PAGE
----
Wednesday, September 07, 2005

"Saving" collections by digitizing them (disaster recovery)

Digitizing materials does not automatically preserve them, although they may be handled less. It does, however, preserve the information that the materials contained. For example, if you digitize a book, you have the information it contained in an electronic format. If you then lose the book, you can still refer to the electronic version.

We know that Katrina and her wake affected many collections. Some are likely totally destroyed while others -- we hope -- can be restored to some resemblance of their former glory. If the materials were digitized, then there is hope that those images might be retrieved and serve as important surrogates for items that have been lost or damaged. Unfortunately, often those digitized materials are on servers in the same area as the original items. Katrina and other disasters demonstrate that there is a need to keep the digital versions (or one copy of the digital versions) in another region. By keeping the two in different geographic regions, one version has a higher chance of being spared by a disaster.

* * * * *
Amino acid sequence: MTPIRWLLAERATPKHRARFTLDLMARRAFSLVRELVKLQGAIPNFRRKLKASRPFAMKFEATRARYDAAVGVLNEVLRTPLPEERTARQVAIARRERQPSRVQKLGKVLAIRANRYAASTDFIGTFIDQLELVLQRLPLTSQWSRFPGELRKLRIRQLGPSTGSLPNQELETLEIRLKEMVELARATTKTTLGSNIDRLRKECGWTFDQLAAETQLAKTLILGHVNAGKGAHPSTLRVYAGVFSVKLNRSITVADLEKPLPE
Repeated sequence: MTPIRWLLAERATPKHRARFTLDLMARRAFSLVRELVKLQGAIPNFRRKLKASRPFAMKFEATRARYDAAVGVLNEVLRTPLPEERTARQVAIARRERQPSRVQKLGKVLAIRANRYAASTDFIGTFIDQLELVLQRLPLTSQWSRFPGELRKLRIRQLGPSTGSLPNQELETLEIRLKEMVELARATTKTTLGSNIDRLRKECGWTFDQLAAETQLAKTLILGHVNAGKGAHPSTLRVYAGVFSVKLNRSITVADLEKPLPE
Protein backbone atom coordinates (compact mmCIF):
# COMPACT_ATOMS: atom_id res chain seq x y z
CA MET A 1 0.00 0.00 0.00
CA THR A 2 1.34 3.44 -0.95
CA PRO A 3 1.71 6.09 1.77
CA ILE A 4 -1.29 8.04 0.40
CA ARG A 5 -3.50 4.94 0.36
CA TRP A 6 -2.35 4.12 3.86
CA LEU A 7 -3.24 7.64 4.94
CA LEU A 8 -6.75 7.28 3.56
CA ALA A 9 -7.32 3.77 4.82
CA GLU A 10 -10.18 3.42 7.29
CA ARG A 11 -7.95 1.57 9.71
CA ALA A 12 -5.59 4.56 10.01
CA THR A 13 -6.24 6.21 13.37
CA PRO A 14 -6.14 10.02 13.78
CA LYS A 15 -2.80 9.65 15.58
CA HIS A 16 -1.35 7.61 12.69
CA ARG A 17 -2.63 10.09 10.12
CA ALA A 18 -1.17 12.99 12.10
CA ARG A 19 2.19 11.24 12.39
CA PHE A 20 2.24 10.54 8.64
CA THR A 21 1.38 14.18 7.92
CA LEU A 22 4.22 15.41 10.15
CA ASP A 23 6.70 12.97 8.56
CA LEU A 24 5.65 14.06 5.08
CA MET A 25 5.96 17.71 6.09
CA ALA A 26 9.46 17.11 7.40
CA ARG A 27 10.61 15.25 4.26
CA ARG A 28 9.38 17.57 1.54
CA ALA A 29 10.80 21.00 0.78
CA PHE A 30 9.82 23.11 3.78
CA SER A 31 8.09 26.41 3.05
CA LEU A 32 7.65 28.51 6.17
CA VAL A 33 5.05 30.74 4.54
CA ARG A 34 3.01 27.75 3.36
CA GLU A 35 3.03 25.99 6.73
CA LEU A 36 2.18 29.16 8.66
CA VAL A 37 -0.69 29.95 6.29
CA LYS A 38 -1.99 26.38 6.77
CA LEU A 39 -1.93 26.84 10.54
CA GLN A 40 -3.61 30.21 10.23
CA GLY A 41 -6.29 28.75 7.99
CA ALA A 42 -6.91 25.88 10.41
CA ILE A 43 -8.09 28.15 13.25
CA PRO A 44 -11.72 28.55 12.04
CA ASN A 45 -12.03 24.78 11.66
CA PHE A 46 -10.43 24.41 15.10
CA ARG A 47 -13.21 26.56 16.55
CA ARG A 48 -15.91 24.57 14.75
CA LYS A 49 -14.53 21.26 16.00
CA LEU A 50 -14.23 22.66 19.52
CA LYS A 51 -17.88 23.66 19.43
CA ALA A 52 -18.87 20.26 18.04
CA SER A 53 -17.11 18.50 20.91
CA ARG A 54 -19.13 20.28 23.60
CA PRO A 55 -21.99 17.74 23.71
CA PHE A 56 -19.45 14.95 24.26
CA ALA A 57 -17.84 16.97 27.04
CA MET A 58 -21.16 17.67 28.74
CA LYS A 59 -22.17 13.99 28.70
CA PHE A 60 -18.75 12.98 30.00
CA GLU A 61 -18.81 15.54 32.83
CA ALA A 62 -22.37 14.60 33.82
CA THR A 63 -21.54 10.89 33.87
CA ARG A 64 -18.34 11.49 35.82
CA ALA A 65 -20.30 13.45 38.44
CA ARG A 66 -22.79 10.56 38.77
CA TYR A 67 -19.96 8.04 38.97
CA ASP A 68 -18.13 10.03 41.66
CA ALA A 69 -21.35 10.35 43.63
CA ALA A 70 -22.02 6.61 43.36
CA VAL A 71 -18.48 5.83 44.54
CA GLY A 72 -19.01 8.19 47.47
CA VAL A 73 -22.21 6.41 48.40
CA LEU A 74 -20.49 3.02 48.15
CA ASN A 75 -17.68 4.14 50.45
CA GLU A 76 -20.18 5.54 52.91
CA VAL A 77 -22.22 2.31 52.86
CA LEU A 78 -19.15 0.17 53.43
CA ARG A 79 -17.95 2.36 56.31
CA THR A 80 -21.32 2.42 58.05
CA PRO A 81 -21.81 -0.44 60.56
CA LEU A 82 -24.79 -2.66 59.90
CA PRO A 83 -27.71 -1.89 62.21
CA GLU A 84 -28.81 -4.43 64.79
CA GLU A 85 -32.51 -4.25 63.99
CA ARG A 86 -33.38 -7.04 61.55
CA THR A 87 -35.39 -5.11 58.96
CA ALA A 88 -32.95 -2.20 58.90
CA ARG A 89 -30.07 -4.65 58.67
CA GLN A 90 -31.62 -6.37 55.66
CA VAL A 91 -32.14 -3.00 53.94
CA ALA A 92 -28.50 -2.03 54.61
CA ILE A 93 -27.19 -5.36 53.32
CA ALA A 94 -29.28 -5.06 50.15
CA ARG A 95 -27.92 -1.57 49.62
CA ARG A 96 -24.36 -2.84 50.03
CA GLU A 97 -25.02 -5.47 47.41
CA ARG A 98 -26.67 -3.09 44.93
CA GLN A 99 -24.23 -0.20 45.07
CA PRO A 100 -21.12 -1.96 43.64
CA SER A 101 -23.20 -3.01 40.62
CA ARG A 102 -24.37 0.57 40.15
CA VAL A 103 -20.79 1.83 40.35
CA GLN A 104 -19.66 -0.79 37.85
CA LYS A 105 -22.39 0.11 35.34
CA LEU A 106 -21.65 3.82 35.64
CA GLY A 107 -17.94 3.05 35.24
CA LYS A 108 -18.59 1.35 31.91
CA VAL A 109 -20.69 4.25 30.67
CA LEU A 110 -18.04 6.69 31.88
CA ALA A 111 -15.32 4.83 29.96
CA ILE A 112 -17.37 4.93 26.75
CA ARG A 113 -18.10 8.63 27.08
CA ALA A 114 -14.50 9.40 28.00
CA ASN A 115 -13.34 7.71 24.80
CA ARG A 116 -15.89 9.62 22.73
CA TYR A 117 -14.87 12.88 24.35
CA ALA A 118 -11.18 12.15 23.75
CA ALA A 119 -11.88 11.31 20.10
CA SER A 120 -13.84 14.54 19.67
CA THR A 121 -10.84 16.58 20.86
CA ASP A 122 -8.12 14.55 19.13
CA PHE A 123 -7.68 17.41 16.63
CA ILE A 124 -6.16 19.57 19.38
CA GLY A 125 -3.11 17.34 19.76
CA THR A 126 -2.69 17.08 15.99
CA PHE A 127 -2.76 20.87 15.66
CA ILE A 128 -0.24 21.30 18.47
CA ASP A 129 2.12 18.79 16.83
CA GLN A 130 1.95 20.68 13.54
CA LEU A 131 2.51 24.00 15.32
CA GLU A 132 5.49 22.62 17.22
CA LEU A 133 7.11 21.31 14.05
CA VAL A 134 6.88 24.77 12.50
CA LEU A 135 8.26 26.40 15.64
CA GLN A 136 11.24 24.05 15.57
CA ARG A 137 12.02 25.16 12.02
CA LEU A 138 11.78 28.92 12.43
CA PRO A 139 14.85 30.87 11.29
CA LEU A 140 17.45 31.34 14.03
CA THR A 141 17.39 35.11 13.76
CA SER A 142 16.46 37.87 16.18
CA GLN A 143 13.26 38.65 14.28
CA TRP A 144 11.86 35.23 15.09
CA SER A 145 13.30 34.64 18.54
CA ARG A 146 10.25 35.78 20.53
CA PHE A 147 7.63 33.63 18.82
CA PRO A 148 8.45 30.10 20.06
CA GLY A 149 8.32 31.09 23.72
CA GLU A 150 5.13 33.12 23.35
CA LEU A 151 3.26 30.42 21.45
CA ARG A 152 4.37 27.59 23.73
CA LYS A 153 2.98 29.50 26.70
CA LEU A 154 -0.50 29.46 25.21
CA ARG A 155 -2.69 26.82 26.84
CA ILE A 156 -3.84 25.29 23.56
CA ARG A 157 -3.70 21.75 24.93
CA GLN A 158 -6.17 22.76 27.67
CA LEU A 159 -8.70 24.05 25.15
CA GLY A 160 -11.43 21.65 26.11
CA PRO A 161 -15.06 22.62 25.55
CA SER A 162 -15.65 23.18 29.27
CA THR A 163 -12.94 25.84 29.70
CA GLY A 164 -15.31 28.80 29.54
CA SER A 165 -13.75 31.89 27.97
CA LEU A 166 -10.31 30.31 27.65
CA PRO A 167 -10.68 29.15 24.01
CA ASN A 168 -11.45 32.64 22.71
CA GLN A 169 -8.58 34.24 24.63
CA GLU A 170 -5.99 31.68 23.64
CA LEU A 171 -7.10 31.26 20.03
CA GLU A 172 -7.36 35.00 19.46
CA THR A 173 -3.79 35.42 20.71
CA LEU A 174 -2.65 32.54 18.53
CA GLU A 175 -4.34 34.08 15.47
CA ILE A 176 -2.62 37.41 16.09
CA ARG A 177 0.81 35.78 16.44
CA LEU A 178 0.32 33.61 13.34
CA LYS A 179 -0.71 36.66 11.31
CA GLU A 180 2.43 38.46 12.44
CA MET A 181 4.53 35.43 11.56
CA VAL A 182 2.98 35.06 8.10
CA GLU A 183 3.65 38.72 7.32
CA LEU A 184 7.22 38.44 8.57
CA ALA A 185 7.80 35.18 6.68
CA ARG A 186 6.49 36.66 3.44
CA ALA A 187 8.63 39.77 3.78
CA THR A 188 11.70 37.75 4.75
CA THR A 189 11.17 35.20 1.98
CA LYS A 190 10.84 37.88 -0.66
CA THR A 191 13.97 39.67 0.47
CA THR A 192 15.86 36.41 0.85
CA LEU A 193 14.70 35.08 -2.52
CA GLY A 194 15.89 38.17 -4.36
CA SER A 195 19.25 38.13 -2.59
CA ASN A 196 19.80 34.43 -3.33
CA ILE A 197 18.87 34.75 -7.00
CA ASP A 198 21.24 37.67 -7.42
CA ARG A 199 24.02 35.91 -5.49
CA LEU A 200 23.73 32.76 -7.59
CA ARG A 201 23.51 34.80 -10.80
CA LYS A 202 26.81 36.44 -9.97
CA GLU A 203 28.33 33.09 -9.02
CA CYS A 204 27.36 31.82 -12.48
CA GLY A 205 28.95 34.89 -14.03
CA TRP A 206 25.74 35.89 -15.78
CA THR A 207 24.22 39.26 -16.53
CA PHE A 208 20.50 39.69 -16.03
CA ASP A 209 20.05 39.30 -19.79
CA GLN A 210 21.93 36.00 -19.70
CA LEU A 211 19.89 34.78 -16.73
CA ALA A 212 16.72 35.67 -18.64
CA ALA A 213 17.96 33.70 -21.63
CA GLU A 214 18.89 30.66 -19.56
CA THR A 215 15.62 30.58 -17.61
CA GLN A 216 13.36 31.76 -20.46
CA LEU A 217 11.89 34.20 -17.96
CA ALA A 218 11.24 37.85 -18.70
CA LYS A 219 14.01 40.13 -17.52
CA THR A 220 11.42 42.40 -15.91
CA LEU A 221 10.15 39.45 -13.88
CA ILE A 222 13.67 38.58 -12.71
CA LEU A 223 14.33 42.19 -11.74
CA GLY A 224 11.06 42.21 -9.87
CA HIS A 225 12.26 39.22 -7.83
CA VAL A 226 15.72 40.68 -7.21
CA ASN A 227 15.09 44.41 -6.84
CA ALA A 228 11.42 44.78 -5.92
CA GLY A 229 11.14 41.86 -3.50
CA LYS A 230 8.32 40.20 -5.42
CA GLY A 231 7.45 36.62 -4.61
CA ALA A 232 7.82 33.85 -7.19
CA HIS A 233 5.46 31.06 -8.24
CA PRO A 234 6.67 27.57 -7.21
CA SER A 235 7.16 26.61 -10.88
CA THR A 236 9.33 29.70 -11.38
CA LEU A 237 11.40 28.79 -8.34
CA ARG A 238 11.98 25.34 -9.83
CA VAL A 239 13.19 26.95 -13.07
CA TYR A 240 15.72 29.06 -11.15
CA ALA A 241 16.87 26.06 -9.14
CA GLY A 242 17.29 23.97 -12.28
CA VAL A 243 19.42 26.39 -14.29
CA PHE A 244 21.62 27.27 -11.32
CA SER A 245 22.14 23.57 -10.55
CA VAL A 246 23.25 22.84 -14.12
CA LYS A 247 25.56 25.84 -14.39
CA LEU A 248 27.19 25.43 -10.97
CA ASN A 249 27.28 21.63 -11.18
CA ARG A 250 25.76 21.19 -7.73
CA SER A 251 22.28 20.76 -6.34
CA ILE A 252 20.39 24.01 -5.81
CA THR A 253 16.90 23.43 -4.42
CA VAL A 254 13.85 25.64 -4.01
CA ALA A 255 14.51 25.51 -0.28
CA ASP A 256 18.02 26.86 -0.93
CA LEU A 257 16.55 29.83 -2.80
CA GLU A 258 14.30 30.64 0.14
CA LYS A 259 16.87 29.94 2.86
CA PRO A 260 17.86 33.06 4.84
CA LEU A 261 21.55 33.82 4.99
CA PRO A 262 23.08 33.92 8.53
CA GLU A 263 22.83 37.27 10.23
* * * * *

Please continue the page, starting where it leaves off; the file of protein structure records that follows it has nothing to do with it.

Now is the time to step back -- pause -- and think about your digitized materials, their storage and quality.
  • Have you stored a version off-site?
  • Is a version someplace that is fire-proof and flood-proof?
  • If your servers fail, can you bring a version of your collection online from another site?
  • If you lose the original items, are your digitized materials of high enough quality to serve as good surrogates?


Dennis Moser said...

LOCKSS: Lots of Copies Keep Stuff Safe. Although LOCKSS may not be the solution, in this case (I know there is an effort to make LOCKSS work as a means of distributing collecctions, but it isn't getting the press that it might deserve).

Of course, digitization as a means of preservation is really most obvious when we talk about special and archival collections, since there is no redundancy of the originals in many cases. The decision to digitize such collections is reminiscent of medical triage and with the disaster that is New Orleans, an all too-apt metaphor.

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